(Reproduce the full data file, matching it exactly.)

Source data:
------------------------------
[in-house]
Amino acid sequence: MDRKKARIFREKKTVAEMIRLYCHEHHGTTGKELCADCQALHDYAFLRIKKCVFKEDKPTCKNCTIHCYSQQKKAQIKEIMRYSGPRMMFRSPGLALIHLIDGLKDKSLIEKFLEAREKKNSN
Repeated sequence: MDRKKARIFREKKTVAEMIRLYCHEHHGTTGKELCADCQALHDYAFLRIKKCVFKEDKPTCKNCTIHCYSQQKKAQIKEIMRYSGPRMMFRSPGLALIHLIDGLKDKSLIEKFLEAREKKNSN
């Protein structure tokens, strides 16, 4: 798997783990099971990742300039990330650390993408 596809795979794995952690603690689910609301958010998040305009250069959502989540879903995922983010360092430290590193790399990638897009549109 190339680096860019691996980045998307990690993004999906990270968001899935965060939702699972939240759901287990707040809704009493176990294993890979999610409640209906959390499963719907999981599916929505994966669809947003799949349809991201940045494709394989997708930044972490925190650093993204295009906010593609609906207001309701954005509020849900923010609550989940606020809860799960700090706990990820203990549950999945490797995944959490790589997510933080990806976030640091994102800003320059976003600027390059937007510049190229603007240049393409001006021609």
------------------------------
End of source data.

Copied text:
[in-house]
Amino acid sequence: MDRKKARIFREKKTVAEMIRLYCHEHHGTTGKELCADCQALHDYAFLRIKKCVFKEDKPTCKNCTIHCYSQQKKAQIKEIMRYSGPRMMFRSPGLALIHLIDGLKDKSLIEKFLEAREKKNSN
Repeated sequence: MDRKKARIFREKKTVAEMIRLYCHEHHGTTGKELCADCQALHDYAFLRIKKCVFKEDKPTCKNCTIHCYSQQKKAQIKEIMRYSGPRMMFRSPGLALIHLIDGLKDKSLIEKFLEAREKKNSN
């Protein structure tokens, strides 16, 4: 798997783990099971990742300039990330650390993408 596809795979794995952690603690689910609301958010998040305009250069959502989540879903995922983010360092430290590193790399990638897009549109 190339680096860019691996980045998307990690993004999906990270968001899935965060939702699972939240759901287990707040809704009493176990294993890979999610409640209906959390499963719907999981599916929505994966669809947003799949349809991201940045494709394989997708930044972490925190650093993204295009906010593609609906207001309701954005509020849900923010609550989940606020809860799960700090706990990820203990549950999945490797995944959490790589997510933080990806976030640091994102800003320059976003600027390059937007510049190229603007240049393409001006021609």